While touring countries in Europe, it’s hard not to notice that every corner of the place is filled with statues of great men and women who have become our heroes. The leaders we study in school, the avatars we aspire to become like, and the legends who continue to shape our world today. Their names even remind us of how special they were. Alexander the Great. Socrates. Mother Theresa. Martin Luther King, Jr. Saint Stanislaw.
I’m thrilled to announce that GiveLiveExplore is publishing Chicago-based humorist Stephen Markley’s new book: Tales of Iceland or “Running with the Huldufólk in the Permanent Daylight.”
The book is about three Americans (Stephen, myself, and our friend Mike) and their travels through Iceland in June 2012. We’re describing it as the “fastest, funniest, true tale of an American experience in Iceland” and “required reading for anyone wishing to visit this strange, remarkable, and beautiful country.”
“We travel, initially, to lose ourselves; and we travel, next, to find ourselves. We travel to open our hearts and eyes and learn more about the world than our newspapers will accommodate.”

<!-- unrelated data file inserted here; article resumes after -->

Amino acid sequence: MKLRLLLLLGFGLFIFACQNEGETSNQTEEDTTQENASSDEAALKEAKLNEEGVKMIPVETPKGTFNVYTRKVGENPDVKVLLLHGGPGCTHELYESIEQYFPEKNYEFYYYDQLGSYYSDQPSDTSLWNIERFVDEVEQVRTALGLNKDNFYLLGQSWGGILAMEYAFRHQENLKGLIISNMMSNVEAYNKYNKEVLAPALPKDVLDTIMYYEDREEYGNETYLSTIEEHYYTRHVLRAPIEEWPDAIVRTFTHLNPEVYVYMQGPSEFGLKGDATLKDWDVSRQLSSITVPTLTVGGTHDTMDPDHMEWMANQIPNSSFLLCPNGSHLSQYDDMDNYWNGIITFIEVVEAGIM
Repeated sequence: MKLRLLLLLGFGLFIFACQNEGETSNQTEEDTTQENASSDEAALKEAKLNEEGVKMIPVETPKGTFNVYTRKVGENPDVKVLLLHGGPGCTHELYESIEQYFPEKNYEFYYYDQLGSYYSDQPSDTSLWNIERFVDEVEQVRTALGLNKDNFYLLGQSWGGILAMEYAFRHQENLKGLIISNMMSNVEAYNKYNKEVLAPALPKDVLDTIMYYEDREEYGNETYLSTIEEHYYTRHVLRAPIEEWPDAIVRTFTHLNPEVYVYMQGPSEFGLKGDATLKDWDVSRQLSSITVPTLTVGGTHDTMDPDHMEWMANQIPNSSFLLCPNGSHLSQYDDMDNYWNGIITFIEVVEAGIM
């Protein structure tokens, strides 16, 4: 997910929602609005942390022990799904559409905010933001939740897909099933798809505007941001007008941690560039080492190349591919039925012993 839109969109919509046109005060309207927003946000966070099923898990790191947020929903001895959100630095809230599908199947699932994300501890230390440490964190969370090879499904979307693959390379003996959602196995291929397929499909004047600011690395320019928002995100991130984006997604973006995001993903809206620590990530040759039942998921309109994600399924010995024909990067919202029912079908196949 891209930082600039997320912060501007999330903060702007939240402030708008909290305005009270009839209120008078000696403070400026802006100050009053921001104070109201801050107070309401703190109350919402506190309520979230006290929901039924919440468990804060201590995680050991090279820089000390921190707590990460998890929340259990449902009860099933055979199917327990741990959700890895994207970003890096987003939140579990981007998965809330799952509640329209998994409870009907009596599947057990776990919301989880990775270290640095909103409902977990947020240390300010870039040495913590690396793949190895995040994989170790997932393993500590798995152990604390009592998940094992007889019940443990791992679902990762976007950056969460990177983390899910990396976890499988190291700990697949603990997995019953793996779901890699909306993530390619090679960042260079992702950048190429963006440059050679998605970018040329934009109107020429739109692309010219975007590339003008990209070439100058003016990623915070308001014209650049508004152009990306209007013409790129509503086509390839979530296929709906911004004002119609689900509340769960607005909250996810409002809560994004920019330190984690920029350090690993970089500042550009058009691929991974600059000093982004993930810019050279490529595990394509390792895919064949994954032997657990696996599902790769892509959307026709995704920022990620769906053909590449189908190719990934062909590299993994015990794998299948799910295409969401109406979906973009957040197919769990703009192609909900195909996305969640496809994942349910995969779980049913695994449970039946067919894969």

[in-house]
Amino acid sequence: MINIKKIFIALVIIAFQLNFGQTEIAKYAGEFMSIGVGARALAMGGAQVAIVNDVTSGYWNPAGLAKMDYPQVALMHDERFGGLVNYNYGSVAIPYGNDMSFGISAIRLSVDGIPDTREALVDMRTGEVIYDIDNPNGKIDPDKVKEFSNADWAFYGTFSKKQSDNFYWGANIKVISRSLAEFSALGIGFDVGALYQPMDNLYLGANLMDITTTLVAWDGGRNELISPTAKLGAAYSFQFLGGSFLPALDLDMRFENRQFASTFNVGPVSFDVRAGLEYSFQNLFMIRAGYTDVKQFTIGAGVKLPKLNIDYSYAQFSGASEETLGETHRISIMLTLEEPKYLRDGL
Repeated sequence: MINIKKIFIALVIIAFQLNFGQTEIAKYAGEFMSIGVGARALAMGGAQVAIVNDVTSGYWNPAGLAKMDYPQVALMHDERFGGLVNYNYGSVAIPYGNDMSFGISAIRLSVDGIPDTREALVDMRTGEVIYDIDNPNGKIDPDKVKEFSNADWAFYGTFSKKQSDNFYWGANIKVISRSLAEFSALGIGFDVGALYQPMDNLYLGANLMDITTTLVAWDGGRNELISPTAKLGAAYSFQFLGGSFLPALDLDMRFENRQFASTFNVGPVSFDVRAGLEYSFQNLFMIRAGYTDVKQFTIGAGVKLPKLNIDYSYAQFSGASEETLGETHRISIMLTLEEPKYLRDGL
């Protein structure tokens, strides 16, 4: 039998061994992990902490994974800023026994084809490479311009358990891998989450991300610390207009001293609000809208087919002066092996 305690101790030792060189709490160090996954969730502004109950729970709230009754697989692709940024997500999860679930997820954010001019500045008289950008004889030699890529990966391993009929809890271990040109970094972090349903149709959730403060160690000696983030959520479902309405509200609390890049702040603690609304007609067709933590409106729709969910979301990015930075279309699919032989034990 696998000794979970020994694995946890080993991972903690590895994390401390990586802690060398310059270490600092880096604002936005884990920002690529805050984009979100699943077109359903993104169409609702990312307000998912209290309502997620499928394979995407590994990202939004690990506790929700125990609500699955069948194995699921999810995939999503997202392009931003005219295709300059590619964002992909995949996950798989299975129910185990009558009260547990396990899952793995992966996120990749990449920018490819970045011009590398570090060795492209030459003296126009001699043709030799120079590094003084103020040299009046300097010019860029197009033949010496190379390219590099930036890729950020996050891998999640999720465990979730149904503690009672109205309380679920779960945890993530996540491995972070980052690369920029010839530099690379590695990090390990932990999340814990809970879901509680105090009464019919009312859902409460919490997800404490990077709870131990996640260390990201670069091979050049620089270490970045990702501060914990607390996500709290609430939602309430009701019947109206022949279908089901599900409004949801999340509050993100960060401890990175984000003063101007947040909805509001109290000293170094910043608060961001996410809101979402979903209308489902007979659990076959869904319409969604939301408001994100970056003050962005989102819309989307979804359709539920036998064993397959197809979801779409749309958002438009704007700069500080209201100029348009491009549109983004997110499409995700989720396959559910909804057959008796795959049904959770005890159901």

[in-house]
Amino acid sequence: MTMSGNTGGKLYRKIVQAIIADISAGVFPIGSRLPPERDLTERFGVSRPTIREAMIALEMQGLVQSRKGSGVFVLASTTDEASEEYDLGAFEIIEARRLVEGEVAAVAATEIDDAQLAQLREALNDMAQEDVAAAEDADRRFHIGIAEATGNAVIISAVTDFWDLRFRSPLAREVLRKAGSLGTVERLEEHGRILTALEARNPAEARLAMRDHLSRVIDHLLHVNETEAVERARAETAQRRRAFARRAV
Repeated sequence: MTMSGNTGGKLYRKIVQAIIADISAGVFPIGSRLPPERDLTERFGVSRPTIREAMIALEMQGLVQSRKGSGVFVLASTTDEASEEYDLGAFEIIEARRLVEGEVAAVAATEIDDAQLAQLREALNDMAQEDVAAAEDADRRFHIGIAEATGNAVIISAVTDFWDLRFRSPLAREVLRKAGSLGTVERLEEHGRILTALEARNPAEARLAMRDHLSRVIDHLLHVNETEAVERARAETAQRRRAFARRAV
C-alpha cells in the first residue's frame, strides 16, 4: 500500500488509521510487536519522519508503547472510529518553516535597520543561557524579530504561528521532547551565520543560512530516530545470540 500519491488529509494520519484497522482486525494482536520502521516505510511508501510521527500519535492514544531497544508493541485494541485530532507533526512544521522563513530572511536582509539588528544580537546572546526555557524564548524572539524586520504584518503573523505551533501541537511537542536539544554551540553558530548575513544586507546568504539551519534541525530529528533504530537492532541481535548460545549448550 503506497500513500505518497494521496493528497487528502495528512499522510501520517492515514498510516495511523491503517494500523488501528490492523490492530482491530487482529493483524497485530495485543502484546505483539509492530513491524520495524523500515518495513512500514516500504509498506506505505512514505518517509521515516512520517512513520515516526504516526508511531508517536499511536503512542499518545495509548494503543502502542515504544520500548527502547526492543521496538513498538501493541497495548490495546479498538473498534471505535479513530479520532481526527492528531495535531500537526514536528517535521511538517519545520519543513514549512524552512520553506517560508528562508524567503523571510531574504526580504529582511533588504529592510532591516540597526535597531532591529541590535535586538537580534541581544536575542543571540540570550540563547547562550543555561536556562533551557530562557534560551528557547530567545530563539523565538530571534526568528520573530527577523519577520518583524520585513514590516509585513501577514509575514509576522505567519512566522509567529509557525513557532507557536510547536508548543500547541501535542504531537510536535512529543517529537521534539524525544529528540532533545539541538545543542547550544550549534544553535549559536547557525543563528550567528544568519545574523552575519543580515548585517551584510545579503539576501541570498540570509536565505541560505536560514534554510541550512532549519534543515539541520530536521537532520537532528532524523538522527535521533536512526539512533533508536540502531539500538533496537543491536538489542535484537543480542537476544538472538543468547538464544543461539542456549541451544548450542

- Pico Ayer, British-born essayist and novelist.
Greetings from the Gulf! I’m down near the Florida-Alabama (USA) border, spending time with family and keeping costs down as I work on a couple projects (more on this below).
This is a quick, impromptu post. I had no intention of sending something today. But after reading an incredible essay, an ode to travel of sorts, an air of inspiration and awe and wanderlust engulfed me, and stirred within me an urge to share it.
Be patient toward all that is unresolved in your heart and try to love the questions themselves…
Live the questions now. Perhaps you will then gradually, without noticing it, live along some distant day into the answer.
- Rainer Maria Rilke
As I sat down to write Thoughts on Coming Home on January 6, I realized there’s no way to boil the whole experience of coming home down to one post. So I split it up and expanded it. A whopping 8,500+ words later, here we are, part five in a five-part series. Yes, I had a lot to share. But I was also buying myself time. You see, I needed time to answer the all-too-obvious question that sits on the tips of the tongues of everyone I meet: “What’s Next?”
“When one man, for whatever reason, has the opportunity to lead an extraordinary life, he has no right to keep it to himself.”
- Jacques Cousteau, French explorer, filmmaker, innovator, scientist, photographer, and author.
June 4, 2012. Reykjavík, Iceland. KEX Hostel. Feeling a little typsy off an overpriced local beer and the adrenaline of a new adventure, I hit ‘Send’ on a heartfelt email, instantly delivering it to 200 friends, family, colleagues, and acquaintances:
"In your darkest, most frustrated hours, remember the value you are trying to add to peoples’ lives, the satisfaction you’ll feel, or the cause that you’ll further. The path to a finished book is not a smooth or a straight line, but the end result will make you forget the pain."
Most meaningful creations are born of frustration. APE: Author, Publisher, Entrepreneur is no exception.